Yeah, hydrogen is ECOLOGICAL, but is it ECONOMICAL? NO! Try propane. Much safer and easier to come by.
oh how i do not like making comments on old posts, but you are wrong. it can be economical if you make it yourself www.youtube.com/user/01032010814‎- look up his video on how to make fuel from water, its a lot cooler than it sounds.
Hydrogen may not be particularly economical at the moment, but many people are working to change that. The most convincing attempt I have seen involves a genetically modified bacteria or algae, that produces hydrogen. Also, I am currently working on a solar array to directly make hydrogen. However, I believe I mentioned somewhere that at one point I switched to using butane, which is similar to propane.
Yep, I saw abt the hydrogen... not the best idea for jet engines, but I do know it was all in the ecological intent... I don't have much time to get into building one, but as soon as I can find the time I will be making a small jet engine, I will actually have the parts machined from cad designs of my own so they will be up to specs, but the heat resistant materials for the combustion chamber and the blades in the turbine will cost me a pretty penny. maybe i can get away with having them made out of carbon steel and see how long do they last... anyways... If i get anything going i will post, including CADs...
Try starting your next project as a ramjet, it is the same design WITHOUT the fans, and is the simplest jet there is, period. After all, all a jet is is a furnace that vectors its exhaust to produce thrust. Once you have a working ramjet, then you ca get fancy and add fans, making the turbojet you want, but for now, kiss (keep it simple, stupid!) As for all the noise about melting points and not good enough, there is an instructables that makes a working jet/rocket hybrid out of a pickel jar, so dont dissmiss the tin can so quickly. Hope this helps.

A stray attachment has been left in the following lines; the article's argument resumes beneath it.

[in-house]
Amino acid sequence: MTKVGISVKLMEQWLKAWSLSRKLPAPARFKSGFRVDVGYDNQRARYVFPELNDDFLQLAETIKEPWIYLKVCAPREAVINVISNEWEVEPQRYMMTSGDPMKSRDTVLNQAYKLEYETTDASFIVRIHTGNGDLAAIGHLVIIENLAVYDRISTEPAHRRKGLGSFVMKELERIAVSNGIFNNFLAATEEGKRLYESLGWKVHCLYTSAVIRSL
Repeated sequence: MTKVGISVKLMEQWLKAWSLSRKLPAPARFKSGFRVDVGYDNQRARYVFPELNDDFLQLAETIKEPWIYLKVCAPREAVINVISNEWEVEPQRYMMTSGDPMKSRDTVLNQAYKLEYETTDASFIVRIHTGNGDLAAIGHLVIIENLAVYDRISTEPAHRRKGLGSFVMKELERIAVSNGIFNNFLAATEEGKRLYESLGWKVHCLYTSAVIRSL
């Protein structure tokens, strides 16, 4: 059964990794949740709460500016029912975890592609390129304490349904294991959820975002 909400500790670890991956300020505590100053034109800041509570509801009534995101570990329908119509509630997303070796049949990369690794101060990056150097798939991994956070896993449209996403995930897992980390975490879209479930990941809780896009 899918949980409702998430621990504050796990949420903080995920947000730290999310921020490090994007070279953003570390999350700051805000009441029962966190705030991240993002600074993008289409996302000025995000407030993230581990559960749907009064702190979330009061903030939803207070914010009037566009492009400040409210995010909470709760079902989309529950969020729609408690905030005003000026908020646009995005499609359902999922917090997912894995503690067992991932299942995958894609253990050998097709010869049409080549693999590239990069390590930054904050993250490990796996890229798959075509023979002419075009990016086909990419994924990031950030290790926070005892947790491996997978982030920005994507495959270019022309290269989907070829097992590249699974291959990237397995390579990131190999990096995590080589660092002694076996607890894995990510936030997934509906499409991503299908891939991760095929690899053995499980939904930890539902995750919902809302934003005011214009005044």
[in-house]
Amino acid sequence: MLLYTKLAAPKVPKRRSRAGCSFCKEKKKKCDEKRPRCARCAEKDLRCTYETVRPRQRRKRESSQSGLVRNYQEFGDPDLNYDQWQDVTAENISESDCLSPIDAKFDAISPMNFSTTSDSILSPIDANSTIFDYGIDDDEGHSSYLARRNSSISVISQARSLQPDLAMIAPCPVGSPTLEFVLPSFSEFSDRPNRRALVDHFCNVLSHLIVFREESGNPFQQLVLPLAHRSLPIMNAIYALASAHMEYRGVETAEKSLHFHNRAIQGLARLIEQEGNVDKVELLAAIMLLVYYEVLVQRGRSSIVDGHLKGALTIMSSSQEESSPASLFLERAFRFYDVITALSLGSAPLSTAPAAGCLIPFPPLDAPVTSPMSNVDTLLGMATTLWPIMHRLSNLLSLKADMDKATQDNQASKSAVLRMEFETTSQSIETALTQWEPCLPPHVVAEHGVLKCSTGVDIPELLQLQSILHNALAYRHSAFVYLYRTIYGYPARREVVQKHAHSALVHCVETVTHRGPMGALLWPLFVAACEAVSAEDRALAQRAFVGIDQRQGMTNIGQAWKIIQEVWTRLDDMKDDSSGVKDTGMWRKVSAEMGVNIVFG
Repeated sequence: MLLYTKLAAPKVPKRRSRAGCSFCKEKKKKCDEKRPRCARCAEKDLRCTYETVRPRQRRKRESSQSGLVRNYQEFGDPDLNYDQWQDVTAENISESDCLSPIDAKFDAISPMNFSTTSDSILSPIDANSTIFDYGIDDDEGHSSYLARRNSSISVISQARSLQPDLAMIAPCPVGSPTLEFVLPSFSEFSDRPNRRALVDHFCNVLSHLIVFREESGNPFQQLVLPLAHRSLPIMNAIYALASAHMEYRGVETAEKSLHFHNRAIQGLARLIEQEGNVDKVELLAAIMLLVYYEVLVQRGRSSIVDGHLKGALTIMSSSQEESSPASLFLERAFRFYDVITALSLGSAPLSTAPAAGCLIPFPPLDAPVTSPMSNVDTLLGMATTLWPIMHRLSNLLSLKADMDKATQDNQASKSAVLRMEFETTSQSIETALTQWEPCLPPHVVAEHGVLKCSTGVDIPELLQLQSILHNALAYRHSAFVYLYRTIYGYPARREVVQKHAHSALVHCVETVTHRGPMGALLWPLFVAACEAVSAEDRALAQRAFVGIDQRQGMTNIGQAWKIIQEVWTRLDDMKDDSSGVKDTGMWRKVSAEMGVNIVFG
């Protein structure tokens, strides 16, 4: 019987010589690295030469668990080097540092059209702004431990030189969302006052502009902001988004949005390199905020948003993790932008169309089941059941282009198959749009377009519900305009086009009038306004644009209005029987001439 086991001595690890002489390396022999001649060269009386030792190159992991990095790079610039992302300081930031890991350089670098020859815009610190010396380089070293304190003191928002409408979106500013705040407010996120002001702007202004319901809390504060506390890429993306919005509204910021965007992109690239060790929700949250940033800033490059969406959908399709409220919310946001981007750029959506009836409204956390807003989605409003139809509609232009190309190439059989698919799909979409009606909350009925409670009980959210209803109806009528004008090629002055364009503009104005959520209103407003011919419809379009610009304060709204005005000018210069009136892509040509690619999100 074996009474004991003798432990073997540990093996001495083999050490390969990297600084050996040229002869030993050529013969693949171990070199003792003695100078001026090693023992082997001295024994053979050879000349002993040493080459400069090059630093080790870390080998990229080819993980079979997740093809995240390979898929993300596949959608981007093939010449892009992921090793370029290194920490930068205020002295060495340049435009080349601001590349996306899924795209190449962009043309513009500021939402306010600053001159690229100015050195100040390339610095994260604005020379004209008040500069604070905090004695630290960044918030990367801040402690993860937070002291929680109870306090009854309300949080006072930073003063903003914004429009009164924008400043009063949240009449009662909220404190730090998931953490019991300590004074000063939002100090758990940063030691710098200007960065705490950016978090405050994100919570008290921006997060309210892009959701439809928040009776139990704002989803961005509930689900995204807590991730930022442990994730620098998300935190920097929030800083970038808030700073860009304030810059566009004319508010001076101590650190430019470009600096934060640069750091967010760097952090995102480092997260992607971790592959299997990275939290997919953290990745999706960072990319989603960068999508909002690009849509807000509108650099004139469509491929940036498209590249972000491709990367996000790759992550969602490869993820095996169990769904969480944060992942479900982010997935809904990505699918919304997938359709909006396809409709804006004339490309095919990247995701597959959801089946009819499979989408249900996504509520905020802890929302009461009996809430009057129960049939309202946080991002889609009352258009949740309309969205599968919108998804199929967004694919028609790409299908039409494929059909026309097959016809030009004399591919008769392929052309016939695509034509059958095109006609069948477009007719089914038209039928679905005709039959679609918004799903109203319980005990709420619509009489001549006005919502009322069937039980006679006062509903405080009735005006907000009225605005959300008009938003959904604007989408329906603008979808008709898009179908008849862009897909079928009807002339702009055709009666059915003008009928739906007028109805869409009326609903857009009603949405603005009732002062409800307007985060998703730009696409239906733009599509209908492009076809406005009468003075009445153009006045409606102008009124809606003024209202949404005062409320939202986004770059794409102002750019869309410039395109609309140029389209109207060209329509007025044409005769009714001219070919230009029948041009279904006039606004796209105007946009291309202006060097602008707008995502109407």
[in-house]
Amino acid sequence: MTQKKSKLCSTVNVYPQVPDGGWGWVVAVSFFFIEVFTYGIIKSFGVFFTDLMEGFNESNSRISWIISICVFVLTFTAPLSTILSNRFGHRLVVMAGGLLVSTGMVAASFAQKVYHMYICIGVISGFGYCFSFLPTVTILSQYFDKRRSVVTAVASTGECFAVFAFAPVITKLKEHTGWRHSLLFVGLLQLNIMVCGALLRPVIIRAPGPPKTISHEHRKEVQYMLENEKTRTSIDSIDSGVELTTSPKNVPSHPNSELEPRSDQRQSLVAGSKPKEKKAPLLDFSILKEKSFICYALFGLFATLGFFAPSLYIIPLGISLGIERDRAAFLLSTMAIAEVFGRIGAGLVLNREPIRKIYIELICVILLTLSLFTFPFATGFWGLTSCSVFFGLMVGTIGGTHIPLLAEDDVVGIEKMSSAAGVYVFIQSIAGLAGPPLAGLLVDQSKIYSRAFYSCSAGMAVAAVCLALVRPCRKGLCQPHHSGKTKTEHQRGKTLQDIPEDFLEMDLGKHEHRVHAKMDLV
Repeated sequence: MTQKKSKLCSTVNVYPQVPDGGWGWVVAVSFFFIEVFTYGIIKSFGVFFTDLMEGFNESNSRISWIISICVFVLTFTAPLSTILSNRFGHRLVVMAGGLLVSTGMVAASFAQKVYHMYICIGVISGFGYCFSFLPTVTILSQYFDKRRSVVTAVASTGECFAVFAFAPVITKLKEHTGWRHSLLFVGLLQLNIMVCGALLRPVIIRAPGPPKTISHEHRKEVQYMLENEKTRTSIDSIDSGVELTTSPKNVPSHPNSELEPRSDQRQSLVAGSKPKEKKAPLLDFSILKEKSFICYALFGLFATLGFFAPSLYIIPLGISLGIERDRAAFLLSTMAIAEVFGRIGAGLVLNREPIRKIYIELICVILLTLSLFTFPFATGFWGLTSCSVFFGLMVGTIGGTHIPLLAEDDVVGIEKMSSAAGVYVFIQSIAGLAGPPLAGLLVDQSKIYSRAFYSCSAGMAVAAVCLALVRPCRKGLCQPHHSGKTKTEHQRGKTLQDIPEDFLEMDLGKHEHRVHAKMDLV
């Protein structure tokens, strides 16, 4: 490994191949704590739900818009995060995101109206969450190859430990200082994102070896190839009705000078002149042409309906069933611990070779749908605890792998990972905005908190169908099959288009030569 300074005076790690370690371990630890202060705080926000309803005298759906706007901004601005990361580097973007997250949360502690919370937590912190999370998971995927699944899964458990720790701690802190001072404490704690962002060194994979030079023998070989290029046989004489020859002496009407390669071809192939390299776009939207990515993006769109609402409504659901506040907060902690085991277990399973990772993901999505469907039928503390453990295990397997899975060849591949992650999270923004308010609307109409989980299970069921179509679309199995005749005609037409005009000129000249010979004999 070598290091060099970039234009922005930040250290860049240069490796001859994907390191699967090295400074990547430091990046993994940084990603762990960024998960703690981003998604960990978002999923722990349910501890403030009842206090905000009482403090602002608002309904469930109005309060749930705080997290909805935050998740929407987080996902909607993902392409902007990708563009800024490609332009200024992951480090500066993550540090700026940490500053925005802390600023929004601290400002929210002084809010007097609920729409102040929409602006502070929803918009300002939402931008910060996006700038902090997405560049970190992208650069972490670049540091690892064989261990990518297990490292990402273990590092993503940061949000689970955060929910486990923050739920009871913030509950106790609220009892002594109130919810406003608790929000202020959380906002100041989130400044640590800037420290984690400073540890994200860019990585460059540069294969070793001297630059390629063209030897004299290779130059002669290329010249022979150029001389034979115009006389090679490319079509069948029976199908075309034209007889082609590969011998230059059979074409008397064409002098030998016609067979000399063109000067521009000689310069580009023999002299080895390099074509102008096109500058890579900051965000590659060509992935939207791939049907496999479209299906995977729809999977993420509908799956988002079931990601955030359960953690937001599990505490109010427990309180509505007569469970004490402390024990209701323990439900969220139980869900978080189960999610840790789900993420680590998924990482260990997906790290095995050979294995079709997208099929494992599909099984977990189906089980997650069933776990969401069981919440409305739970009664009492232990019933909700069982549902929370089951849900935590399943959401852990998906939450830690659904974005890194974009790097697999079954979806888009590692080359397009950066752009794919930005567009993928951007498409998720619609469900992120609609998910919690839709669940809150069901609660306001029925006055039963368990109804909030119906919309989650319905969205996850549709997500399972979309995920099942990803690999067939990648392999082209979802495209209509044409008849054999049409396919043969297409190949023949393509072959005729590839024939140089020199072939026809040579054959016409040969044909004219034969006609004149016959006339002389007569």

I haven't, as I didn't know there was anything called stove glue, but I believe most any fuel will still burn hotter than that..
Well, that's where you may be wrong. A lot of people have copper fuel lines and copper nozzles in their working truck turbocharger jets. Epoxies have a questionable working temp, somewhere between 150 and 300 degrees farenheit. A glue like stove glue is designed to work in extreme temperatures, well in excess of what the metal can do. I would question highly whether the JB&nbsp;weld could hold up to that kind of temperature (which is over 300 degrees for everything aft of the fuel ring.)<br /> <br />